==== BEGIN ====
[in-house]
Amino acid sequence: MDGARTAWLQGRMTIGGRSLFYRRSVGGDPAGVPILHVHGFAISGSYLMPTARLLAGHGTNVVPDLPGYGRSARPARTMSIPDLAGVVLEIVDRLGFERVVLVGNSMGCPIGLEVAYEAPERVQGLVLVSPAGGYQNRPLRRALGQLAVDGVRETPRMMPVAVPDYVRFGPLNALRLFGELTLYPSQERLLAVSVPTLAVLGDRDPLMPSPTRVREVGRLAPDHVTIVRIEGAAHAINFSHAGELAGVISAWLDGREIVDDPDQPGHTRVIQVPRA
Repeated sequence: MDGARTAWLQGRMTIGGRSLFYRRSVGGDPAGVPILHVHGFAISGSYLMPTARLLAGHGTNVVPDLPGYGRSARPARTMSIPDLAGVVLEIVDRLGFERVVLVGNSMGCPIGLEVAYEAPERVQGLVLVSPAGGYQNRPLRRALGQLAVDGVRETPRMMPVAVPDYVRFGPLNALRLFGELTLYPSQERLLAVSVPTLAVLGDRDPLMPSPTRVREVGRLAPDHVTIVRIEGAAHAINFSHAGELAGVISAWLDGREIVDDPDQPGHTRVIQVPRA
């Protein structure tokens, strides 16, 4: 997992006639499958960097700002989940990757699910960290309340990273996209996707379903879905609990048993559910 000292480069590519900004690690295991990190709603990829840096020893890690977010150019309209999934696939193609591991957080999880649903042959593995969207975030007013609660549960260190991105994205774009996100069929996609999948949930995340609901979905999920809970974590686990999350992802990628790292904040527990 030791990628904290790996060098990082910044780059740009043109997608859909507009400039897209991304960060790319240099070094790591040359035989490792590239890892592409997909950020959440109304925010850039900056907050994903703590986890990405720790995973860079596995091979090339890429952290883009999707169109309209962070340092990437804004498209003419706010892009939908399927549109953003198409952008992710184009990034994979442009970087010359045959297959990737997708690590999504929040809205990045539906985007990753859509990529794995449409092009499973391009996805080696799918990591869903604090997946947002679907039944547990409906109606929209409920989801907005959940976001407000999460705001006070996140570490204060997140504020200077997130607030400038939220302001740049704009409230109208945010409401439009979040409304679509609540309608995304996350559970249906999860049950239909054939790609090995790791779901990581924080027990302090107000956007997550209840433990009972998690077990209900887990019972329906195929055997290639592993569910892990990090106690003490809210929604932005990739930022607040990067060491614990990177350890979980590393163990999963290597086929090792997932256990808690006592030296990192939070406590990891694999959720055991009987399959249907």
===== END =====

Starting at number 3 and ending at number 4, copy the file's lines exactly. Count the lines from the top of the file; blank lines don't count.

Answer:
Repeated sequence: MDGARTAWLQGRMTIGGRSLFYRRSVGGDPAGVPILHVHGFAISGSYLMPTARLLAGHGTNVVPDLPGYGRSARPARTMSIPDLAGVVLEIVDRLGFERVVLVGNSMGCPIGLEVAYEAPERVQGLVLVSPAGGYQNRPLRRALGQLAVDGVRETPRMMPVAVPDYVRFGPLNALRLFGELTLYPSQERLLAVSVPTLAVLGDRDPLMPSPTRVREVGRLAPDHVTIVRIEGAAHAINFSHAGELAGVISAWLDGREIVDDPDQPGHTRVIQVPRA
């Protein structure tokens, strides 16, 4: 997992006639499958960097700002989940990757699910960290309340990273996209996707379903879905609990048993559910 000292480069590519900004690690295991990190709603990829840096020893890690977010150019309209999934696939193609591991957080999880649903042959593995969207975030007013609660549960260190991105994205774009996100069929996609999948949930995340609901979905999920809970974590686990999350992802990628790292904040527990 030791990628904290790996060098990082910044780059740009043109997608859909507009400039897209991304960060790319240099070094790591040359035989490792590239890892592409997909950020959440109304925010850039900056907050994903703590986890990405720790995973860079596995091979090339890429952290883009999707169109309209962070340092990437804004498209003419706010892009939908399927549109953003198409952008992710184009990034994979442009970087010359045959297959990737997708690590999504929040809205990045539906985007990753859509990529794995449409092009499973391009996805080696799918990591869903604090997946947002679907039944547990409906109606929209409920989801907005959940976001407000999460705001006070996140570490204060997140504020200077997130607030400038939220302001740049704009409230109208945010409401439009979040409304679509609540309608995304996350559970249906999860049950239909054939790609090995790791779901990581924080027990302090107000956007997550209840433990009972998690077990209900887990019972329906195929055997290639592993569910892990990090106690003490809210929604932005990739930022607040990067060491614990990177350890979980590393163990999963290597086929090792997932256990808690006592030296990192939070406590990891694999959720055991009987399959249907």